Friday, April 28, 2017

Frankfurt Kitchen 1920's

Hi Dear Folk,

This is from the V & A collection, and is a 1920's Frankfurt fitted kitchen, many of these designs can be seen again the the 1950's fitted kitchens and would not be out of place today.






Between 1925 and 1930, Frankfurt was a centre of advanced social and architectural thought and was the only German city where all municipal construction was controlled by modernist architects. This is one of perhaps 10,000 kitchens made to the designs of the Austrian architect Margarete (Grete) Schütte-Lihotzky, installed in flats in Frankfurt during the 1920s. Schütte-Lihotzky worked in the Municipal Building Department, which controlled all aspects of building in the city, including housing. The so-called Frankfurt Kitchen should be regarded as part of a modernist effort to make all aspects of daily life more rational, efficient and hygienic, and less time-consuming. It was the first fitted kitchen and the prototype for all subsequent built-in kitchens. In its day it was widely publicized in Germany and abroad, and a film was even made about it in 1928.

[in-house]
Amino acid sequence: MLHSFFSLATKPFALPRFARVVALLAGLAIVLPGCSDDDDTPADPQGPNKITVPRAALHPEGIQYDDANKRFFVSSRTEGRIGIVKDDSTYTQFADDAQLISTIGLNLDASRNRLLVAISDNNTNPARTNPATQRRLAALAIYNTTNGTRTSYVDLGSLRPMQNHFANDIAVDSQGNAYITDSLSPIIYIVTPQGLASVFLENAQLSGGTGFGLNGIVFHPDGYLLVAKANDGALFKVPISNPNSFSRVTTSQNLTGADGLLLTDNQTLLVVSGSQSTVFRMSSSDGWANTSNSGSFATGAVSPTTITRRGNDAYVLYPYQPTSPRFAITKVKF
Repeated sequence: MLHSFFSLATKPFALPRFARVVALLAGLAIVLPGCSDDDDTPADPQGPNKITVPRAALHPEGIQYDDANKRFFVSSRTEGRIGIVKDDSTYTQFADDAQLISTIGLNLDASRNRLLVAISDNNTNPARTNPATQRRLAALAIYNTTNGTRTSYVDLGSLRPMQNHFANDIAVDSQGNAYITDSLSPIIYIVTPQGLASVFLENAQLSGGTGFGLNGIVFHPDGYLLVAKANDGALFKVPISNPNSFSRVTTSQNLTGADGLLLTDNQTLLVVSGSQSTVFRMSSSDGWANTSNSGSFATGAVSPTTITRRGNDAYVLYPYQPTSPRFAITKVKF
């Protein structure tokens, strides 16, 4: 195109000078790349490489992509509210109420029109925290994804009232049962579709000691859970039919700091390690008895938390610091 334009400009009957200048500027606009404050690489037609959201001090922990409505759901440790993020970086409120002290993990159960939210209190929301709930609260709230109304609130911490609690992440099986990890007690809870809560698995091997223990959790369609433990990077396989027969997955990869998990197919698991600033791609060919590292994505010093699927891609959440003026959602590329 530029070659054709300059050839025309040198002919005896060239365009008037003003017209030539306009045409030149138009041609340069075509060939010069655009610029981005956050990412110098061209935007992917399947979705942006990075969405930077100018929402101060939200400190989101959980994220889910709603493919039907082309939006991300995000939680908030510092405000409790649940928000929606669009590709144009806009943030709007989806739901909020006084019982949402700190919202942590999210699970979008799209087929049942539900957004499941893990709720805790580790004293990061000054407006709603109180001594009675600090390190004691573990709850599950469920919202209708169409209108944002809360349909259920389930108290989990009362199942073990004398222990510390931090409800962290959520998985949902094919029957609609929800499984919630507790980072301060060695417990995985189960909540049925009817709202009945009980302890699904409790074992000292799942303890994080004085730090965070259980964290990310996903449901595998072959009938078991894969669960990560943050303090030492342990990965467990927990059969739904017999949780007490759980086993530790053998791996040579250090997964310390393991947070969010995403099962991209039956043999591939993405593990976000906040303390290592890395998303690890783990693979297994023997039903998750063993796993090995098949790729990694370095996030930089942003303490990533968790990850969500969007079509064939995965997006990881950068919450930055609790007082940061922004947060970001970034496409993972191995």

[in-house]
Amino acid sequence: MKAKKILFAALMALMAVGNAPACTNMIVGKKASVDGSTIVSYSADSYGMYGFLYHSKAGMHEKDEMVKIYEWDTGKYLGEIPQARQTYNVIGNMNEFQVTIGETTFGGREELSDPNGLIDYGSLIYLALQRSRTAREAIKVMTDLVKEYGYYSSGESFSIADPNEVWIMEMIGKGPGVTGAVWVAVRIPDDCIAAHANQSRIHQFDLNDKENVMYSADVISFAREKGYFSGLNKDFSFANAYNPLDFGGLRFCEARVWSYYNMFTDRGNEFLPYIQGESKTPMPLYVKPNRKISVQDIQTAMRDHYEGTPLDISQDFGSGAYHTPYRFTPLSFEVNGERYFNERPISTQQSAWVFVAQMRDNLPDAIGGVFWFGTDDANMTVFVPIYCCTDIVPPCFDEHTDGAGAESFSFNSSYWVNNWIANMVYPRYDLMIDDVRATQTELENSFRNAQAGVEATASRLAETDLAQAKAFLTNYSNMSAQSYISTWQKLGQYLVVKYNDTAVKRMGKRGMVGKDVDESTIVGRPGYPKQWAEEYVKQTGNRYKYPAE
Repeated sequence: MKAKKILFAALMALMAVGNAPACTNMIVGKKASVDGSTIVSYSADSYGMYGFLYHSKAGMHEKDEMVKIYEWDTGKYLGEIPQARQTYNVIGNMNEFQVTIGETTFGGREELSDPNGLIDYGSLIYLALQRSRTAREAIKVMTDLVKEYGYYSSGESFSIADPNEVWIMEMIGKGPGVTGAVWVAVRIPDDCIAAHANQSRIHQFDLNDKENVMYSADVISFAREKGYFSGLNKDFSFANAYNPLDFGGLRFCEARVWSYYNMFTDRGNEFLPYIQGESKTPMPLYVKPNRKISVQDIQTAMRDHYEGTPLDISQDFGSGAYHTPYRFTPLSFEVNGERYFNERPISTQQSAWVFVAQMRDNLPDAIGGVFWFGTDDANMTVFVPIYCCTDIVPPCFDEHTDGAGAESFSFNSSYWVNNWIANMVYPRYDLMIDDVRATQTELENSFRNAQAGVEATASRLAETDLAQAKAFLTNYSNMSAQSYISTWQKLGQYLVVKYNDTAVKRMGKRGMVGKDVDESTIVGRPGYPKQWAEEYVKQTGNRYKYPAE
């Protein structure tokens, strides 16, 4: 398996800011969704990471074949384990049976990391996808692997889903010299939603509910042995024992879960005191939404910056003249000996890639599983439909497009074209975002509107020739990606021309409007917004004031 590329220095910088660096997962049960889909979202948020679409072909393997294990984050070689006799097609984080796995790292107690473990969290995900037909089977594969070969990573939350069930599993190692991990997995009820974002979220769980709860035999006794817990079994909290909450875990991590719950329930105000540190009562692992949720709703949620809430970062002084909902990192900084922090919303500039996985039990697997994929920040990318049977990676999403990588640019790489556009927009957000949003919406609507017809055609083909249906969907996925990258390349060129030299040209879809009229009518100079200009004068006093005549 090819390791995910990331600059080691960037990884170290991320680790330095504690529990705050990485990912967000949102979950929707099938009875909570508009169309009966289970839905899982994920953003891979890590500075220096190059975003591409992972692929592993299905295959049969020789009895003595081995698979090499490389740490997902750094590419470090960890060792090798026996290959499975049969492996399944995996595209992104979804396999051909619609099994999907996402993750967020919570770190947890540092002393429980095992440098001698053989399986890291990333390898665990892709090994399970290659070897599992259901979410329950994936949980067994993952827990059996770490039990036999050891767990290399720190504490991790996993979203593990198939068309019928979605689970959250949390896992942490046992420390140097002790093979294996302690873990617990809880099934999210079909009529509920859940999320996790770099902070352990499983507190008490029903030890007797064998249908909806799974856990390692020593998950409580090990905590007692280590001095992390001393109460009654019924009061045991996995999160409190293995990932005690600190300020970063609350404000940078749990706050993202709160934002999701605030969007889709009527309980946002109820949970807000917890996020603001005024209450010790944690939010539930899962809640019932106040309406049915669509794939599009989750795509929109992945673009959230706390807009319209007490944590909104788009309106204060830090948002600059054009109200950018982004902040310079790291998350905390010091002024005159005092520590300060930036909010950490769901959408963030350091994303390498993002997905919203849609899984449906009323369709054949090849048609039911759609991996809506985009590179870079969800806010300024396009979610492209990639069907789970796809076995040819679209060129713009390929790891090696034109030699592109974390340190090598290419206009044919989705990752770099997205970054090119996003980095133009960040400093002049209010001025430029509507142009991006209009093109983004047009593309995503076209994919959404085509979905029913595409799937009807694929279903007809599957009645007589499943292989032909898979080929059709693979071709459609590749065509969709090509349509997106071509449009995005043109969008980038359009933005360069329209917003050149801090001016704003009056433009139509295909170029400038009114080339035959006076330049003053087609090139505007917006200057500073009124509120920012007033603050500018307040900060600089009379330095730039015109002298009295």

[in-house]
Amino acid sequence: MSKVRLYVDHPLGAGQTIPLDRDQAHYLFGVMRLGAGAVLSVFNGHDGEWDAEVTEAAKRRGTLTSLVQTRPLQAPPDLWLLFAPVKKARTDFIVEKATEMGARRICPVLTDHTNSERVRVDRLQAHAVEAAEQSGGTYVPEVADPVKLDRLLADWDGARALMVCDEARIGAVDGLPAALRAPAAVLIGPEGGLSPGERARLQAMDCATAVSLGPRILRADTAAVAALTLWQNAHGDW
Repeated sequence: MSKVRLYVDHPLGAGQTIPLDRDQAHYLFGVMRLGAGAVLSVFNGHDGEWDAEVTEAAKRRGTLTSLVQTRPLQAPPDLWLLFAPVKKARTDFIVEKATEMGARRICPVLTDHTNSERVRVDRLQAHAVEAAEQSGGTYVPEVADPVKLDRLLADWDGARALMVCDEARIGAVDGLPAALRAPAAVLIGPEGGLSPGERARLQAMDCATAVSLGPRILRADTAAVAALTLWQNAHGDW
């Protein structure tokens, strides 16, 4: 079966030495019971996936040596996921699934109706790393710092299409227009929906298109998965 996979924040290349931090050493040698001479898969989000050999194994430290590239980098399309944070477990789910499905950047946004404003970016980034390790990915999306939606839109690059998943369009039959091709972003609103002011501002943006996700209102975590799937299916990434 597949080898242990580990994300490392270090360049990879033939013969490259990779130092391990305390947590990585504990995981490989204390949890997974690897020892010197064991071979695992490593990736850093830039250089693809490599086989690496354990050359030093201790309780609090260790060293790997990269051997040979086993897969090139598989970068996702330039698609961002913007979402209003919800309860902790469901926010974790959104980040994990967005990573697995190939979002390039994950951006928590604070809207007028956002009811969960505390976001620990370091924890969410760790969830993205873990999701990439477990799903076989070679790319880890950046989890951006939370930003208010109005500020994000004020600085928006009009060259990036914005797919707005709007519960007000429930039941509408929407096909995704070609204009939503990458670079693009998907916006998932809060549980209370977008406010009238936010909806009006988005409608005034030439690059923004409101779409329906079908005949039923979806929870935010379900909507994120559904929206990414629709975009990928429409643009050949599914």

The design of the kitchen was based on the principles of F.W. Taylor's 'Scientific Management', a system that analysed the most efficient ways of undertaking tasks in the home and workplace. The kitchen was only big enough for the housewife to work alone (few men in the 1920s would have spent time there). All the surfaces are easy to clean and without mouldings that trap dirt. A noticeable feature is the bank of metal storage containers for commodities like flour, rice and sugar. The housewife could easily reach them without even opening a cupboard door. There were no electric refrigerators at the time, but a low-level cupboard was vented from the outside to keep food cool. The ironing board was hinged to the wall and could be lowered to use. Even the disposal of rubbish was considered: the waste-bin was in its own cupboard that could be emptied from outside the kitchen in the hall.
Three different sizes of kitchen were made for various sizes of flats. This kitchen was recently rescued from a Frankfurt apartment after almost eighty years of use. It had only been repainted once in that time, and is seen here restored to its original paint scheme. The electric and solid fuel stoves probably date from the late 1930s.
Christy

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